Any imbalance in Yin-Yang and Qi has to be dynamically harmonized in order to restore the body back to a healthy condition. By applying acupuncture therapy onto specific points of the body, one can shift a person's illnesses into a healthy condition. It appears that acupuncture has the capacity to dry, cool, warm, augment, deplete, redirect, reorganize, unblock, restore, and stabilize based on the specific needs of a particular illness. Several interventional techniques are commonly described to perform traditional acupuncture (Fig. 16.6a-f; Table 16.1). The most common technique is one that inserts hair-thin needles into specific acupuncture points on the body to correct disruptions in harmony. Heat stimulation is a technique also known as moxibustion, which burns the herb Artemisia vulgaris either onto acupuncture points through needles or indirectly near the acupuncture point. The whole purpose of applying moxibustion is to warm or move the Qi. Vacuum stimulation is also
known as cupping, which applies the suction cup onto the acupuncture point with or without the needles. Cupping is used to remove excessive energy or soothing the turbulence of Qi. Hand pressure is sometimes applied to relieve mild symptoms. All these physical stimuli are applied to one acupuncture point to restore harmony and health. Electroacupuncture, laser, and hydroinjection are recent developments in acupuncture stimulation techniques (Wang et al. 2008).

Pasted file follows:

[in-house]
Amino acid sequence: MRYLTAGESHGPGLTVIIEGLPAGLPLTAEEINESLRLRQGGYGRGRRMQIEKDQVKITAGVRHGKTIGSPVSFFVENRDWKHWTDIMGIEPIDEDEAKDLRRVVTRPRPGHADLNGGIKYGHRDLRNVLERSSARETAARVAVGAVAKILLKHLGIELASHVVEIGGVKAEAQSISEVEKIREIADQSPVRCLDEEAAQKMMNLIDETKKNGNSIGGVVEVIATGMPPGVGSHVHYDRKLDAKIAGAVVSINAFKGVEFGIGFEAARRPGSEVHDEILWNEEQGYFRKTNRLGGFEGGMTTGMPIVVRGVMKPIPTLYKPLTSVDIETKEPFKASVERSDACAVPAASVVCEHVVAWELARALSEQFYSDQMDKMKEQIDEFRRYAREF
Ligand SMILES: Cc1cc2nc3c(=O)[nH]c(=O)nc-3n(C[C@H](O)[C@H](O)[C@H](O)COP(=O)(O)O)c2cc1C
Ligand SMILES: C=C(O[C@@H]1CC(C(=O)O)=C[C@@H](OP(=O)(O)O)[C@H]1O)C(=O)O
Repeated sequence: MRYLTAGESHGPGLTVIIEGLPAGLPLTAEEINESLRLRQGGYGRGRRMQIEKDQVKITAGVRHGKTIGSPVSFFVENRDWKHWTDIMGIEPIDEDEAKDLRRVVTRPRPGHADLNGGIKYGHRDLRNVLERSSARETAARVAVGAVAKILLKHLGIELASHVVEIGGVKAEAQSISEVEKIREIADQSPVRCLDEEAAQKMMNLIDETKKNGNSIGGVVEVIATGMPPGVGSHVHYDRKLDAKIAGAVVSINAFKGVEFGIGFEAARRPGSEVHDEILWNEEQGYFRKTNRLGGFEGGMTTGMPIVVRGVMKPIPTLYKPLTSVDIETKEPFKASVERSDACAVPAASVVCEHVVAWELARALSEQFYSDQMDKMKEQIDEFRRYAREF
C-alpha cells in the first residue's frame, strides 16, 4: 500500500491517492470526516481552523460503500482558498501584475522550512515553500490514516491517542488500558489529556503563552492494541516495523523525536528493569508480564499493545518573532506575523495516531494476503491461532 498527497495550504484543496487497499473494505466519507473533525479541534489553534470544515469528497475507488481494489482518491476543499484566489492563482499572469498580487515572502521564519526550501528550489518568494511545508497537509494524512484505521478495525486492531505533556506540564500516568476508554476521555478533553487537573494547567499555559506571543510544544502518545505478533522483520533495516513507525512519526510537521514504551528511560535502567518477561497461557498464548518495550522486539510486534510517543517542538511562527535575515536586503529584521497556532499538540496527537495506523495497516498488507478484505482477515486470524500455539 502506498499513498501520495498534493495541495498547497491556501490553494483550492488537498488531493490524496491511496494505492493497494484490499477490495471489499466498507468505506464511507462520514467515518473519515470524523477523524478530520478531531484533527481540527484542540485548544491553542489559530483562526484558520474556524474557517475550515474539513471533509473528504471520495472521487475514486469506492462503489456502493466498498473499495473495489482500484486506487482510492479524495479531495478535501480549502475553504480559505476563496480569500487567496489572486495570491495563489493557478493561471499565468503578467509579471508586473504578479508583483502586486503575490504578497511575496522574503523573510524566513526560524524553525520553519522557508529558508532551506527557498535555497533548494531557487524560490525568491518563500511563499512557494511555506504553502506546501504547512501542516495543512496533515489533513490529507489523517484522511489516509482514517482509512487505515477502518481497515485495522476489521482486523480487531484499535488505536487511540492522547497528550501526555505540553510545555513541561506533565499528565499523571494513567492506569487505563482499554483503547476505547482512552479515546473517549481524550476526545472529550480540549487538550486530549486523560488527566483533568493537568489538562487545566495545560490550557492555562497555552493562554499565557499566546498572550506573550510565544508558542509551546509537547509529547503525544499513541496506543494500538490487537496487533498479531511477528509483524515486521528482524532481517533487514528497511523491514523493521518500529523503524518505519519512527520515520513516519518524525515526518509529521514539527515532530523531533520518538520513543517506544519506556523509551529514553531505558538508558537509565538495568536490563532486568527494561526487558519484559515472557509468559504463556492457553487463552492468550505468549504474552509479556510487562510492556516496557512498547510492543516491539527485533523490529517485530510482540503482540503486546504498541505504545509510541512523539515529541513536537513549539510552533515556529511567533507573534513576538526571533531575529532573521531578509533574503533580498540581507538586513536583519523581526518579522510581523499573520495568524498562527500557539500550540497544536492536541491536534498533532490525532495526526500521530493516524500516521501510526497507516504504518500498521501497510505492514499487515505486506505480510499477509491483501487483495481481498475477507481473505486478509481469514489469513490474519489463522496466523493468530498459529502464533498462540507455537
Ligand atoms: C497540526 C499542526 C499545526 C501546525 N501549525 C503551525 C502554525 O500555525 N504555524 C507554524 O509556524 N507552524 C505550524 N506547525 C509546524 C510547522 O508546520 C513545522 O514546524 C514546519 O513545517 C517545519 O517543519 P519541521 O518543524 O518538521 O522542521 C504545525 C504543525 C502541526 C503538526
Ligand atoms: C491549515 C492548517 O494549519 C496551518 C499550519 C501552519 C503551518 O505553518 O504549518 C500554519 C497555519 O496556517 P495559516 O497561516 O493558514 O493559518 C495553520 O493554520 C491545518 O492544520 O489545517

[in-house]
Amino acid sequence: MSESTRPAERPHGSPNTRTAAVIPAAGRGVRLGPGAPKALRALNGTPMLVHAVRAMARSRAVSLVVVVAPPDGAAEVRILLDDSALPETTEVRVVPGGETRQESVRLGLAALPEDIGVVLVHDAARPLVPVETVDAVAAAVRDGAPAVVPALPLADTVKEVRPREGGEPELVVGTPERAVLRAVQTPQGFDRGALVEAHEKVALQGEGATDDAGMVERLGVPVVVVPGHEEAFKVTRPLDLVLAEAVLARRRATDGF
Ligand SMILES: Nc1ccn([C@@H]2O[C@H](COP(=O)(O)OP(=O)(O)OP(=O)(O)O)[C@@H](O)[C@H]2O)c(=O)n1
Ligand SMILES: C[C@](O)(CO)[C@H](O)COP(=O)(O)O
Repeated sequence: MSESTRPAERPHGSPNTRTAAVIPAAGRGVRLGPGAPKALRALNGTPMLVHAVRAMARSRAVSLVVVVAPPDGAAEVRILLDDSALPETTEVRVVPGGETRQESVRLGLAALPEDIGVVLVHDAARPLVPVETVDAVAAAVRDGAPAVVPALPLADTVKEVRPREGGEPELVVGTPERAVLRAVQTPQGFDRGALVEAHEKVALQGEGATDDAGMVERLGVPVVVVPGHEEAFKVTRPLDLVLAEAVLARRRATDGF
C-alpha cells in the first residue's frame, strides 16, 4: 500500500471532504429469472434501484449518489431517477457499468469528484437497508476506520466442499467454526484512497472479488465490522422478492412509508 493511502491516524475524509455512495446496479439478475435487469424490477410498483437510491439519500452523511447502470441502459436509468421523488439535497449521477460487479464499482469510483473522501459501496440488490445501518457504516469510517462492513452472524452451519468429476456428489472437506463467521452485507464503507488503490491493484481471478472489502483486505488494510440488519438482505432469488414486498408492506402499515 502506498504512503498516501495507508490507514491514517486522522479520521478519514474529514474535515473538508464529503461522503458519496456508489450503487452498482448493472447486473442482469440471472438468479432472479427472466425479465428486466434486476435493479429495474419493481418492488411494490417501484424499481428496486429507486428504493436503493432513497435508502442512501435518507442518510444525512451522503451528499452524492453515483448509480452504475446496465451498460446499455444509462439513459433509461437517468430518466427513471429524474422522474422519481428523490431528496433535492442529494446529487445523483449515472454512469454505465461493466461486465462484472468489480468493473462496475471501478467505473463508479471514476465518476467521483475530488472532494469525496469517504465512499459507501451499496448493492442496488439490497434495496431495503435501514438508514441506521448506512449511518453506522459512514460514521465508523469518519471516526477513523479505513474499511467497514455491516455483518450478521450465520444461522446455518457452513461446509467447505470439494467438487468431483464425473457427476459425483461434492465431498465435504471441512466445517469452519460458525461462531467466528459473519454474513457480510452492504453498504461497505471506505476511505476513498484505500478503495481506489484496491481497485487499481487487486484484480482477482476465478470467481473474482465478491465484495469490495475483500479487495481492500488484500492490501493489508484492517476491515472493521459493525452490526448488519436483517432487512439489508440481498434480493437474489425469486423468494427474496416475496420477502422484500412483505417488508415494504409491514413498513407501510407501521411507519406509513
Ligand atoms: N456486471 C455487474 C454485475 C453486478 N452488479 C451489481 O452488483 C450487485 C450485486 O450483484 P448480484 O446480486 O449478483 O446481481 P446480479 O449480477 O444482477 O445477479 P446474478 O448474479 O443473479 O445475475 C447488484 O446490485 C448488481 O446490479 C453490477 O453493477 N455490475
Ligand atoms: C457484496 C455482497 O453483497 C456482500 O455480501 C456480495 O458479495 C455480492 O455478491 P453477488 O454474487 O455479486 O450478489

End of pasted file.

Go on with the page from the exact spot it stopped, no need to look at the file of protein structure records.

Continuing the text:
The premise of acupuncture is that internal pathology can be diagnosed and treated using surface evaluation and stimulation by taking advantage of somatovisceral and viscerosomatic reflexes, which occurs via stimulation at one site of the body resulting in a "harmonizing" effect on the body. In other words, the stimulation does not have to be applied directly to the affective area to achieve the optimal therapeutic effect (Biella et al. 2001).
Table 16.1 The family of techniques utilized as acupuncture stimulation.
Pressure: Application of fingers pressure, pressure pellet available commercially to the acupuncture point also known as acupressure
Needle: Usually application of hair-thin needle into the acupuncture point also known as traditional body acupuncture, manual acupuncture, etc
Moxibustion: Application of dried mugwort to the acupuncture point by attaching the dried herb to the handle of acupuncture needle place into the acupuncture point or above the acupuncture point
Cupping: Application of suction cups onto the acupuncture point with or without the acupuncture needle already in place Laser: Application of laser to the acupuncture point
Electrical stimulation: Application of electrical stimulation through surface electrodes (transcutaneous electrical acupoint stimulation - TEAS) or through needle placed into the acupuncture point (electroacupuncture or electrical acupoint stimulation - EA)
Hydroinjection: Injection of fluid of medication into the acupuncture point also known as acupoint injection
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Have You Always Been Curious About Acupuncture, But Were Never Quite Sure Where To Stick The Needles? If you associate acupuncture with needles, pain and weird alternative medicine then you are horribly misinformed about the benefits of the world's oldest form of medicinal treatment.